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  • Anonymous

    Posted October 1, 2010

    Pan & Scan Travesty!

    This is one of my all time favorite movies and I CAN'T BELIEVE it was issued on DVD in Pan & Scan. Gorgeously shot, terrific acting, very moody. Sigh. I'm extremely disappointed and hope the brain trust behind the P&S decision wakes up and puts it out in widescreen, as it should be seen. I refuse to purchase P&S, even for this movie that I've been anxiously awaiting. Film Noir was not meant to be 'abbreviated'. Boo hoo.

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  • Anonymous

    Posted November 28, 2001

    A Film Noir that Ends Well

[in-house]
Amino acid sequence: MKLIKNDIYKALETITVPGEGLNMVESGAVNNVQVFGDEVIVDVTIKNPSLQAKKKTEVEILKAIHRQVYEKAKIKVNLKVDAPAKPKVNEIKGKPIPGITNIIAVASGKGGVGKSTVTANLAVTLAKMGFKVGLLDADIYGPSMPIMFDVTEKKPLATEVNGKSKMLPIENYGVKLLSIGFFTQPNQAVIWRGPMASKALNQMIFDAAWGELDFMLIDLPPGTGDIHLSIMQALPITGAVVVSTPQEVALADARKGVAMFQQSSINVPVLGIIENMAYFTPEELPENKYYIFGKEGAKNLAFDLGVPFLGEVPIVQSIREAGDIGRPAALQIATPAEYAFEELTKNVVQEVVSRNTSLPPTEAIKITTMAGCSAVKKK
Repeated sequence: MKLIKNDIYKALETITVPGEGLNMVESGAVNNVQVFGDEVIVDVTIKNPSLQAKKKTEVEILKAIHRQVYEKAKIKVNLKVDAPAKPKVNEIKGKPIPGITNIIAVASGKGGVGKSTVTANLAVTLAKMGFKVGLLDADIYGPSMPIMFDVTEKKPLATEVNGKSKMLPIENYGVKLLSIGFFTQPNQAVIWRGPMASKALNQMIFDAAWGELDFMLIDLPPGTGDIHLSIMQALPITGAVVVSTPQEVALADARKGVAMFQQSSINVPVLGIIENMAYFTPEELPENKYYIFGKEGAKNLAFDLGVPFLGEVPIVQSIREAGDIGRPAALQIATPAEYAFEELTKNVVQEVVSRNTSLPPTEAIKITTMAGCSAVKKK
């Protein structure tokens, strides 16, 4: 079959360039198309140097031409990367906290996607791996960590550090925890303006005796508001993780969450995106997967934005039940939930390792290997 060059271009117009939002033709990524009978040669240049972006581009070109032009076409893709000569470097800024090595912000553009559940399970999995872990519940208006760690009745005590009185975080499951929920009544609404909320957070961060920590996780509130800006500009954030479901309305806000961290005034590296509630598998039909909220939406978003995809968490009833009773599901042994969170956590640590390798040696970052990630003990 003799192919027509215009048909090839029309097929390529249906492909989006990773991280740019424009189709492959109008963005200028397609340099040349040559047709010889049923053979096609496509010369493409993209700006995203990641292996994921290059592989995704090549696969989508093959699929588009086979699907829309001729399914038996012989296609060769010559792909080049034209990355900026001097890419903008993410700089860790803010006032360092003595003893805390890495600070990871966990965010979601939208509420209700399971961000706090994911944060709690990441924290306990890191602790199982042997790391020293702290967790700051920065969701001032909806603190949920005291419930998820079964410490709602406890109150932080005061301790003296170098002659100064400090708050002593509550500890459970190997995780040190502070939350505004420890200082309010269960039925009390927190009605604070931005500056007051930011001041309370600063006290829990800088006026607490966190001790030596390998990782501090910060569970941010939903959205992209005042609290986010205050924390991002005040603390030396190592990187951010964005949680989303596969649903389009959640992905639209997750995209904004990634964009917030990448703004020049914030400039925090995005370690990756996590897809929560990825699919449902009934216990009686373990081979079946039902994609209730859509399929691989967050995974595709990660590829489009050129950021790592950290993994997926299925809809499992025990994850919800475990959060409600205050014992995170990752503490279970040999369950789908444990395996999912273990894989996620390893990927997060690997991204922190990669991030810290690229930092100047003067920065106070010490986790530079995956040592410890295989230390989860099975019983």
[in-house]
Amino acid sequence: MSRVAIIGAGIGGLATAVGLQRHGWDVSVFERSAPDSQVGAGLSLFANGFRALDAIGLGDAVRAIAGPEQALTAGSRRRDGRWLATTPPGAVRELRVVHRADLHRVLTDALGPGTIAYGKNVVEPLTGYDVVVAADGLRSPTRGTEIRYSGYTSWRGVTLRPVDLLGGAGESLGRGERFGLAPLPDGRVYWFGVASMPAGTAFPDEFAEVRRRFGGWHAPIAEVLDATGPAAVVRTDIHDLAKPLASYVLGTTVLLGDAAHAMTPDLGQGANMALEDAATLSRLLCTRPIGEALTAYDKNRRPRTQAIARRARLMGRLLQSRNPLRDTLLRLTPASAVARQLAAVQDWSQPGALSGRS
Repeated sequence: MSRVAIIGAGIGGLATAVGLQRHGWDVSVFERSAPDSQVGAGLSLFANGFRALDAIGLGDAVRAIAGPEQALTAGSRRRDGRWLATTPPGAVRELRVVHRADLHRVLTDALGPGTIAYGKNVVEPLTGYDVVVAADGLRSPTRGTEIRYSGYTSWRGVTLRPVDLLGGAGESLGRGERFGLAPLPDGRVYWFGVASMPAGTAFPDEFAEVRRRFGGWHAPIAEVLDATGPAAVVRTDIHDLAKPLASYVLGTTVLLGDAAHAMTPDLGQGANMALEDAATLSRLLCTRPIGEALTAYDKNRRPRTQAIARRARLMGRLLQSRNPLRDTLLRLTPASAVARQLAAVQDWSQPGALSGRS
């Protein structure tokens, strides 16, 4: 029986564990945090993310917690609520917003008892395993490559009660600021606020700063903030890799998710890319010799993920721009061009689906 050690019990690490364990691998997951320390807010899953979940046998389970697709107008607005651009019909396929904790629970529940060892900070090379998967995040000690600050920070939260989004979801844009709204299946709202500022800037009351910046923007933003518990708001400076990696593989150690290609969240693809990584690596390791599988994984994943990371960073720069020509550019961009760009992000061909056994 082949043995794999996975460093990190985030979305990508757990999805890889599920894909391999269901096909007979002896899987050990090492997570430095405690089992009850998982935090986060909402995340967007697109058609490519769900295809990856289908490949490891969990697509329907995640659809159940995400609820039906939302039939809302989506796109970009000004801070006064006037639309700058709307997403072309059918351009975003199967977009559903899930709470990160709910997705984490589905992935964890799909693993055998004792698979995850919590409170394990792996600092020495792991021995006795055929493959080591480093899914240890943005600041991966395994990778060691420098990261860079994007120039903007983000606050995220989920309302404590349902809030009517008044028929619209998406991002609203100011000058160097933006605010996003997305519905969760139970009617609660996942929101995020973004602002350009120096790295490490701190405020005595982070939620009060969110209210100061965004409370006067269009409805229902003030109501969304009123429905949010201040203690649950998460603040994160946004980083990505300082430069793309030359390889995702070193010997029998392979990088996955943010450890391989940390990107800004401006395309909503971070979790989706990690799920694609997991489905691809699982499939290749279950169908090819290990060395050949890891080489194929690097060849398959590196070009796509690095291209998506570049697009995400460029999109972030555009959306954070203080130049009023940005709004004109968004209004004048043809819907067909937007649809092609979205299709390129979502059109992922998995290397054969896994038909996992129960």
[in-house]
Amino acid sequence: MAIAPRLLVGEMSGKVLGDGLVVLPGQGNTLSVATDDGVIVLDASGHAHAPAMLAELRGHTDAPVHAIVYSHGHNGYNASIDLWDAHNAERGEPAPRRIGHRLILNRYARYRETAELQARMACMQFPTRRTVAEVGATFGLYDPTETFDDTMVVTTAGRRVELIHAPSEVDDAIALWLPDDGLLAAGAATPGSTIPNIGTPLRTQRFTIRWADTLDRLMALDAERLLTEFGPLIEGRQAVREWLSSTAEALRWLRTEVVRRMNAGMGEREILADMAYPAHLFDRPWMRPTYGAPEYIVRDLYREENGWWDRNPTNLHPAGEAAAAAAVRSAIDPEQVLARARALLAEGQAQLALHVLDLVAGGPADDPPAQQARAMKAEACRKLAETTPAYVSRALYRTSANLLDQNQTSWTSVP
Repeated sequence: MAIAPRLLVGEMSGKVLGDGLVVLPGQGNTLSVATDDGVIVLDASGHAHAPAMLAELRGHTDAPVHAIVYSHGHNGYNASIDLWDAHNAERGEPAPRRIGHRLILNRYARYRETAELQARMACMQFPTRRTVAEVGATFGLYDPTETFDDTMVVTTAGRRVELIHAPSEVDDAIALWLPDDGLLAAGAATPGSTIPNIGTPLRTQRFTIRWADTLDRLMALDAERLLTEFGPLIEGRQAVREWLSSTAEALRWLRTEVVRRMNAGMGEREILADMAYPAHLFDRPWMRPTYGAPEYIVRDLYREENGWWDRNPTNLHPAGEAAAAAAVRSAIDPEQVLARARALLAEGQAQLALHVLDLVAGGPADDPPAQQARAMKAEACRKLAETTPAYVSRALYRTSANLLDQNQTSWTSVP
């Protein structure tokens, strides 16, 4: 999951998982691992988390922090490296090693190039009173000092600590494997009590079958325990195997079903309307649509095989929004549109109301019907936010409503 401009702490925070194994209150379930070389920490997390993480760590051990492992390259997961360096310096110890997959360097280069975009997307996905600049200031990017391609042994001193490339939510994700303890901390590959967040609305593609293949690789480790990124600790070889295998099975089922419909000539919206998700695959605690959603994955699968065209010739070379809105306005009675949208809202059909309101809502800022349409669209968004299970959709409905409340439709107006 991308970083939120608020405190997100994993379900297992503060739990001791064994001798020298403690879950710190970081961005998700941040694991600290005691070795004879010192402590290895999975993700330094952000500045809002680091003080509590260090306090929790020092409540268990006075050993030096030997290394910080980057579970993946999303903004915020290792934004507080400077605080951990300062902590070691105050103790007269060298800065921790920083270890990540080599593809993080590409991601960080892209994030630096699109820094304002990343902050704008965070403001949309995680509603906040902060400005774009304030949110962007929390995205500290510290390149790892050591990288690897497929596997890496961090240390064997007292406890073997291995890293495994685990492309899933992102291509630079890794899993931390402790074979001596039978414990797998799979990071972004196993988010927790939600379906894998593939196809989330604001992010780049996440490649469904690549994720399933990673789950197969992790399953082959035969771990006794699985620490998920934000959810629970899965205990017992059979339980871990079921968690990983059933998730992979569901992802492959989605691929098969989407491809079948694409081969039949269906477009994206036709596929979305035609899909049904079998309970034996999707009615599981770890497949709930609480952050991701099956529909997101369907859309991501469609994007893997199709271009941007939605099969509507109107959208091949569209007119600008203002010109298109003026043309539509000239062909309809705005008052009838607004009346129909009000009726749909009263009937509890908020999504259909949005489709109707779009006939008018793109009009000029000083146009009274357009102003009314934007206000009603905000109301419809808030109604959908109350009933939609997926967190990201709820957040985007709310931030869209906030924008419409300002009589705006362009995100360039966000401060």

Laura is set in the 1940s; consistent with the year it was made. The movie begins with Detective Lieutenant Mark McPherson (Dana Andrews) questioning suspects about the murder of one of their closest friends Laura Hunt, played by the beautiful Gene Tierney. Predictably, Laura¿s mentor, Waldo Lydecker, relates the past five years of Laura¿s life to the detective, and flashbacks accompany the narration. The haughty Waldo attributes Laura¿s rise from obscurity to prominence to himself with a small reference to her own talents. Despite having at least twenty more years than Laura, Waldo¿s wishful thoughts erroneously color their plutonic relationship with the paintbrush of romance bringing woe to any man who catches the eyes of his beloved. Some of the best moments of the film occur at the times Waldo belittles those would be lovers with comments reminiscent of a high school nerd¿s attitude toward jocks. Vincent Price¿s performance as the oft-accused, always innocent playboy Shelby Carpenter borders on annoying. This is acceptable however, because Carpenter is supposed to an exasperating character and Mr. Price does a fabulous job at portraying him. Though considered dead for half the show, Gene Tierney puts forth a shining performance as well. Those pouting lips reinforce her performance as the beautiful, sophisticated woman whose talents rocket her to the fast lanes of success. How enviable it is to be Dana Andrews in the one scene in which Lt. McPherson kisses Laura. Mr. Andrews puts the perfect touch on the tough and hardened detective who finds himself enamored with the lovely but dead Laura. Halfway through, the seemingly straightforward plot twists into a totally unexpected direction. That event makes the movie brilliant and twice as enjoyable. First-class editing and a superb story make Laura one of the best movies to come out of the film noir genre in the 1940s.